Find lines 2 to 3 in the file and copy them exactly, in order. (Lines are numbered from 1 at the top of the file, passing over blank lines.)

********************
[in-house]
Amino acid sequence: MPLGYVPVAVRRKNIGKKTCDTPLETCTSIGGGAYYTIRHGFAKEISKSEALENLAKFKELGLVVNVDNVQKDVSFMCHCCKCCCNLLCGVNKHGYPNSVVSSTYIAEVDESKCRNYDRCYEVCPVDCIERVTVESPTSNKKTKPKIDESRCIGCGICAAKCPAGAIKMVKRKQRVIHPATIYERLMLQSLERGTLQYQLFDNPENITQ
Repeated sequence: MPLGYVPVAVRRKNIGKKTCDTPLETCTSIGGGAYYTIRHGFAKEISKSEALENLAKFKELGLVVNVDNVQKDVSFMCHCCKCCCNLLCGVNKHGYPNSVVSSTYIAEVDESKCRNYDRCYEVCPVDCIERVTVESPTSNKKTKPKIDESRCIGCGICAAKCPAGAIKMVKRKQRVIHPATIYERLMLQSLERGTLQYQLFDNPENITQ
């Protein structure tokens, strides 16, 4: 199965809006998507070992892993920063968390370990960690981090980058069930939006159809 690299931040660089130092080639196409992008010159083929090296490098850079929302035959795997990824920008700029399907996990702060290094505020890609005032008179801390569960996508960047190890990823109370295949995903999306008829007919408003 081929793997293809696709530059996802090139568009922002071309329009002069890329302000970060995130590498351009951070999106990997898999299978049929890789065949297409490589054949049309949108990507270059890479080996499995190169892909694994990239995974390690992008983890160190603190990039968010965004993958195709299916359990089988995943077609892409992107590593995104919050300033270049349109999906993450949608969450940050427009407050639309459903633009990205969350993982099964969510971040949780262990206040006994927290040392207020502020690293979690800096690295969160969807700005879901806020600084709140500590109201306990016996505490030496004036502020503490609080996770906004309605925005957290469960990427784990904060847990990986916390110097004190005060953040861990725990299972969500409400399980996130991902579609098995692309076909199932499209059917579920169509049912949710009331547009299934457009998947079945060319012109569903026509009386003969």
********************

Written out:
Amino acid sequence: MPLGYVPVAVRRKNIGKKTCDTPLETCTSIGGGAYYTIRHGFAKEISKSEALENLAKFKELGLVVNVDNVQKDVSFMCHCCKCCCNLLCGVNKHGYPNSVVSSTYIAEVDESKCRNYDRCYEVCPVDCIERVTVESPTSNKKTKPKIDESRCIGCGICAAKCPAGAIKMVKRKQRVIHPATIYERLMLQSLERGTLQYQLFDNPENITQ
Repeated sequence: MPLGYVPVAVRRKNIGKKTCDTPLETCTSIGGGAYYTIRHGFAKEISKSEALENLAKFKELGLVVNVDNVQKDVSFMCHCCKCCCNLLCGVNKHGYPNSVVSSTYIAEVDESKCRNYDRCYEVCPVDCIERVTVESPTSNKKTKPKIDESRCIGCGICAAKCPAGAIKMVKRKQRVIHPATIYERLMLQSLERGTLQYQLFDNPENITQ